​​5 Steps Each New Consultancy Startup Wants To Make it Previous 12 months 1 – Crunchbase Information

Erin Halper, founder and CEO of The Upside

By Erin Halper

The pandemic has forced most people to reassess their lives and rethink their priorities. In fact, almost everyone knows at least one person who has decided to leave work or change careers.

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As professionals left and right quit their jobs, some are turning to counseling to run their own businesses and still leverage their skills and talents – so much so that applications for new IRS Employer Identification Numbers rose 24 percent in 2020 .

Erin Halper, founder and CEO of The Upside

While entrepreneurship can remove some of the business frustrations and grievances that came to the fore as a result of the pandemic, starting a startup consulting firm can be a huge challenge for those who are unfamiliar with the ins and outs of the business. It is a decision that requires trust, resilience and leaving the comfort zone of your “employees”.

So why do that?

The joy of creating something of your own and sharing your expertise and talent with your customers is second to none. If you are committed to it, there are ways not only to be successful, but to be successful as well.

I asked some top independent consultants 1 how you get through the first year and have long-term success in mind. This is what they said:

The numbers are important

Dorothy Kolb, founder and CEO of dk east AssociatesDorothy Kolb, founder and CEO of dk east Associates

Dorothy Kolb is the founder and CEO of dk east Associates and opened a store in 2016. Over the past five years she has noticed that many founders do not take the time to fully understand their annual financial statements.

“Founders need to stop being scared of their numbers, especially in the early years when, frankly, they can be scary,” she said. Unless you work with someone who can help you make these numbers meaningful, Kolb explained, you will not be able to set the course. And if you do this for too long, you cannot “recover quickly enough to know when something is getting out of hand”.

Avoid decision fatigue

Sonia Narvaez, founder of Operation QOLSonia Narvaez, founder of Operation QOL

“Decision fatigue” is not just another trendy buzzword, explained Sonia Narvaez, founder of Operation QOL. This phenomenon can actually cripple your ability to cross the starting line of your business dreams.

“At the beginning we get stuck with a lot of hats and can easily start to question every single decision. This can lead to internal chaos, ”she said. By structuring your day and prioritizing non-negotiable things, you can better focus and make the decisions that need to be made before you get carried away with the details that aren’t strictly necessary to get started.

Accept feedback

Dayna Lapkovsky, President of Frank Women's LeadershipDayna Lapkovsky, President of Frank Women’s Leadership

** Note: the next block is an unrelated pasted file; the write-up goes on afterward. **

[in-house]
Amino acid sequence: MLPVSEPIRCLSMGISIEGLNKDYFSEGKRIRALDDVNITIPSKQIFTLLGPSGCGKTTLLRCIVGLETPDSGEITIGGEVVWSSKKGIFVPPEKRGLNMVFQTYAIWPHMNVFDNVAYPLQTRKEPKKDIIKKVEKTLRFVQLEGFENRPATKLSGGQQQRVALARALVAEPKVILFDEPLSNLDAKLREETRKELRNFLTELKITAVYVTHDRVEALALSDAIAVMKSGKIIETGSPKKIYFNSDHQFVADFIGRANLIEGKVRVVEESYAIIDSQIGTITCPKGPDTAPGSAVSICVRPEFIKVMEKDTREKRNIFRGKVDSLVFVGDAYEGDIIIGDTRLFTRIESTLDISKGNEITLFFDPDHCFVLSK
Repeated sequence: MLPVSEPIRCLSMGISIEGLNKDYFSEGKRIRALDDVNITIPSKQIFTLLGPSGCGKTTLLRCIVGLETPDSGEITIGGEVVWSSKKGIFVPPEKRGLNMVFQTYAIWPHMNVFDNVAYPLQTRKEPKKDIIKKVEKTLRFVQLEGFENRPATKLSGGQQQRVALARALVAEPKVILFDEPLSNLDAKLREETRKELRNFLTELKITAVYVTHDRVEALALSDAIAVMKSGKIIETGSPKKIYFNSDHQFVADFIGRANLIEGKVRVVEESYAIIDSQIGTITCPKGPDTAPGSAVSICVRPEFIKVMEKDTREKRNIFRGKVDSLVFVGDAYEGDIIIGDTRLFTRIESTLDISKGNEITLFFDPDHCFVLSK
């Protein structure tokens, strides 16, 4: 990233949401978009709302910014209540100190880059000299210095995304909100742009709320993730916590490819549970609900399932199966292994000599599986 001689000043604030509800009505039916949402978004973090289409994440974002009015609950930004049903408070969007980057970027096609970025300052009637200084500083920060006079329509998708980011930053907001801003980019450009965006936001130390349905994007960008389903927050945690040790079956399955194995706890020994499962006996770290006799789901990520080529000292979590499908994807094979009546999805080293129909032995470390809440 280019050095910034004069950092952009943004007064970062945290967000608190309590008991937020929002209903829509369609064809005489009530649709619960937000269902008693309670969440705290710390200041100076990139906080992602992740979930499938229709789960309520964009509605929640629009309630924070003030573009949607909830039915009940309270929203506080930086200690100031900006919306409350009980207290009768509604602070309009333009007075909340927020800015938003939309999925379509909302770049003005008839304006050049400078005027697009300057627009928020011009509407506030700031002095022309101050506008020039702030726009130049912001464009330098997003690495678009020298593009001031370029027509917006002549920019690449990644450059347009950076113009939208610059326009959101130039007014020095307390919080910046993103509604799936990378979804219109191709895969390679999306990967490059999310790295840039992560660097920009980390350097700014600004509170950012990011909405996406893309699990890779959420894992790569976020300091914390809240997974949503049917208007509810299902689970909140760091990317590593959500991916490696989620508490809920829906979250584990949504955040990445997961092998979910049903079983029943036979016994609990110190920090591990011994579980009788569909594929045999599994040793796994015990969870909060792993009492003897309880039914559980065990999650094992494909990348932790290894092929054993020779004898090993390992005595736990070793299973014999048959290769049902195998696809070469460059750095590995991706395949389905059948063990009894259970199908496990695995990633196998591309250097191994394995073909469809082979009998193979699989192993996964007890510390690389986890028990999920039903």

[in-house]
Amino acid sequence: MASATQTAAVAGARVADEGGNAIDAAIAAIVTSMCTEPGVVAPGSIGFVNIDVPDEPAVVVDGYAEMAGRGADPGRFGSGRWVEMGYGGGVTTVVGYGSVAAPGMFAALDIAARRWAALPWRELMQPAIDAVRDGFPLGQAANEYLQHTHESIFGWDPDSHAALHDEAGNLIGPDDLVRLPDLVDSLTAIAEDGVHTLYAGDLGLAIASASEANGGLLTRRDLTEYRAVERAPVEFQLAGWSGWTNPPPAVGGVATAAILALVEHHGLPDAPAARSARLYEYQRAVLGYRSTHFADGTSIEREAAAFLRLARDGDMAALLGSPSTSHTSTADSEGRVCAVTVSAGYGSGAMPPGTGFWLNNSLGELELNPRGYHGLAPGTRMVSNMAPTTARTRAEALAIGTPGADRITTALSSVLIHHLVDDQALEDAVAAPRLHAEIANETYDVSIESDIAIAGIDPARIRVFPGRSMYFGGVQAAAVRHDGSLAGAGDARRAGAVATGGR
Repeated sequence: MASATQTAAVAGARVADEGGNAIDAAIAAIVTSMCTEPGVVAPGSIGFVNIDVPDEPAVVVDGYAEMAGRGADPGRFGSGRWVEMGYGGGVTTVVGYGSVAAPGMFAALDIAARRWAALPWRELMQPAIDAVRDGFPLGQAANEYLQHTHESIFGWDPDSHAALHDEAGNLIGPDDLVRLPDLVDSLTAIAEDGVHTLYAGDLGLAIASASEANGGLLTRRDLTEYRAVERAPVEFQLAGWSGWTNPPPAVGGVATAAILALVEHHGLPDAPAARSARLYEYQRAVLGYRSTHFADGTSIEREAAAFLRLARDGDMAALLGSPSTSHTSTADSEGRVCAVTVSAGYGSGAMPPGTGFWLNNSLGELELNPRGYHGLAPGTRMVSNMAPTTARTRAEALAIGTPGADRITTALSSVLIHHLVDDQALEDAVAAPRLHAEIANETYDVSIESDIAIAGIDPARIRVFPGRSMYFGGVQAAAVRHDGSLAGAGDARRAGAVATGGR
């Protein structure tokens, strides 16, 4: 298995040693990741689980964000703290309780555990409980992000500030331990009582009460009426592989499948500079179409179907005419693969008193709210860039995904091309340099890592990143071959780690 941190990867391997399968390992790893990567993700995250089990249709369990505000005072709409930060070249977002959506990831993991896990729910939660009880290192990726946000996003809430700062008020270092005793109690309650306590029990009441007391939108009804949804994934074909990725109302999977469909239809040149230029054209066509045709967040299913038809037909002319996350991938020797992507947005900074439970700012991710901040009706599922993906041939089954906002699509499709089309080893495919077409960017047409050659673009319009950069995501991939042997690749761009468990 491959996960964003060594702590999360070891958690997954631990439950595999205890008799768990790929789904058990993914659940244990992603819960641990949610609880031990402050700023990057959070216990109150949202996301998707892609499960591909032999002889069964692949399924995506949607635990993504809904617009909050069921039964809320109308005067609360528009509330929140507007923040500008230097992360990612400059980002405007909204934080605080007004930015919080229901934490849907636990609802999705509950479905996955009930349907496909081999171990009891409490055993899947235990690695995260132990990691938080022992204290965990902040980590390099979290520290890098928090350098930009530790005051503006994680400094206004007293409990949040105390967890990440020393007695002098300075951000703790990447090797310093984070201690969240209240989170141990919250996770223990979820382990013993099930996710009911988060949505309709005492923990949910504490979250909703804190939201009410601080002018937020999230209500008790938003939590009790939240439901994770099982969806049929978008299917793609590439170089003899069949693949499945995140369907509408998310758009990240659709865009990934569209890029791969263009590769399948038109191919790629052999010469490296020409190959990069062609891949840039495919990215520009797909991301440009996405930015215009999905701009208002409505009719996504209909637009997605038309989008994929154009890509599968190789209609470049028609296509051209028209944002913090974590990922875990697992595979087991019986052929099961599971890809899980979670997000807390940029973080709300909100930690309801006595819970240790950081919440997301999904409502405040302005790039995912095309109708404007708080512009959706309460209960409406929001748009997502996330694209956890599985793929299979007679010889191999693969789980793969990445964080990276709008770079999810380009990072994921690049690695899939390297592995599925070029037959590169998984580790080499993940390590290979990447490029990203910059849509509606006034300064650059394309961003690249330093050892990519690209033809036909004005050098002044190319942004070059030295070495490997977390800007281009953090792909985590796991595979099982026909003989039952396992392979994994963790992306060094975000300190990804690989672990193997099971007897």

Dayna Lapkovsky is the president of frank Women’s Leadership and sees every day what drives some to success and others to failure. She founded her first company in 2012 and recently opened a second one in 2019, with which she has now successfully mastered the hump of the first year twice.

“Accepting feedback is a critical part of success as it enables your business to thrive. Not only accepting it but also inviting and asking for it will help you understand your gains and barriers better and give you a strategic opportunity to adapt, ”she said. To do this successfully, however, one must work flexibly and avoid rigidity.

Define your niche

Maggie Phrompechrut, founder of Centerstone ConsultingMaggie Phrompechrut, founder of Centerstone Consulting

Maggie Phrompechrut, founder of Centerstone Consulting, spends her days as a retail marketing consultant emphasizing the value of a specialty.

The last year is about defining your niche so that you can “communicate exactly what you are doing and your value,” she said. Additionally, Phrompechrut emphasizes the importance of establishing outcomes and expectations with clients who fall into your niche that will ultimately form the foundation of your business.

Play the long game

Evan Sargent, co-founder of CommitEvan Sargent, co-founder of Commit

Of course, if you can’t survive the first year, you won’t get into the second year, but Evan Sargent, co-founder of Commit, a brand strategist and creative director, points out that “it can take up to three years”. get going with consistent relationship building. “

The key to doing this is having a memorable product and brand from day one – the “sticky part of you that travels like a phone game and stays intact while you work your networks,” she said. Even if you do this well, you might not hear from a prospect for three to five years, but they’ll remember you when they’re ready to hire you.

Erin Halper is the founder and CEO of The Upside, an exclusive community of top independent consultants who share the resources and expertise to grow their businesses together.

Since founding The Upside in 2017, Halper has advised thousands of professionals in building a prestigious consulting practice that generates consistent clients and gives them the freedom to work when, where and how they want.

Illustration: Dom Guzman

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